Symptoms usually occur 10-21 days after contact with the chickenpox virus. Initial symptoms may include: HeadacheFeverGeneral feeling of discomfortLoss of appetiteCoughStomach ache
Within 1-2 days after the initial symptoms, a rash develops.
Characteristics of the rash include: The rash usually develops on the skin above the waist, including the scalp.
Exposed areas are often most affected.The rash may sometimes appear on the inside of the eyelids, in the mouth, nose, throat, upper airway, voice box, rectum, or vagina.At first, the rash consists of small, flat, red spots.The spots become raised and form clusters of round, itchy, fluid-filled blisters on a red base.The blisters usually burst to form sores which finally crusts and scabs over before healing.New clusters form over 5-6 days, so for awhile there will be a variety of spots visible at the same time.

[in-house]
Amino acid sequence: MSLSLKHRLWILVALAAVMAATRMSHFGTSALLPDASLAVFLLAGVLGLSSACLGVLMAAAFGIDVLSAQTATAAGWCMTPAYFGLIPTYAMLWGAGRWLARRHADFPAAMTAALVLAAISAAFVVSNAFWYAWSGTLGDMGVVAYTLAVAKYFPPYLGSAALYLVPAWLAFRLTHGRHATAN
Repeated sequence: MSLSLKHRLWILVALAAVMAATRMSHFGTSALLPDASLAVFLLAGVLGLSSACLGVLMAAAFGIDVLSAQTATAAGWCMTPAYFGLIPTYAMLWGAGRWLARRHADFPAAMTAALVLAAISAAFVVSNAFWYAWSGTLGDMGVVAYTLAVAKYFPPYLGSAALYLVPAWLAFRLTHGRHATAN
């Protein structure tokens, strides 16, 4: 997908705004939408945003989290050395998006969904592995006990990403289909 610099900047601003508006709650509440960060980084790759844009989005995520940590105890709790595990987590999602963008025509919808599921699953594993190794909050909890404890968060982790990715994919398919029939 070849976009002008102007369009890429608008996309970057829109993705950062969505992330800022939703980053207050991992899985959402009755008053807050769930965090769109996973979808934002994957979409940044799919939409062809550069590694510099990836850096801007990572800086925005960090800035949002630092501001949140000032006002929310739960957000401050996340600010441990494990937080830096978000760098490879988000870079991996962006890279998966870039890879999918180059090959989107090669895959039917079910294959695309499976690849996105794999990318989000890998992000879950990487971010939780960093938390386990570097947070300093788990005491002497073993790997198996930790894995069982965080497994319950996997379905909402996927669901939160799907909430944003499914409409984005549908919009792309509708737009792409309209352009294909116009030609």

In healthy children, the rash usually crusts over by day 6-7. The crusts are gone within three weeks, usually without scarring.
Some people who are immunocompromised may have more severe cases that last longer.
Chickenpox. American Academy of Family Physicians Family Doctor website. Available at:
Updated May 2010. Accessed February 29, 2016.
Chickenpox. EBSCO DynaMed website. Available at: http://www.ebscohost.com/dynamed. Updated September 8, 2015. Accessed February 29, 2016.
Chickenpox (varicella). Centers for Disease Control and Prevention website. Available at:
Updated November 18, 2014. Accessed February 29, 2016.
Last reviewed February 2016 by Michael Woods, MD
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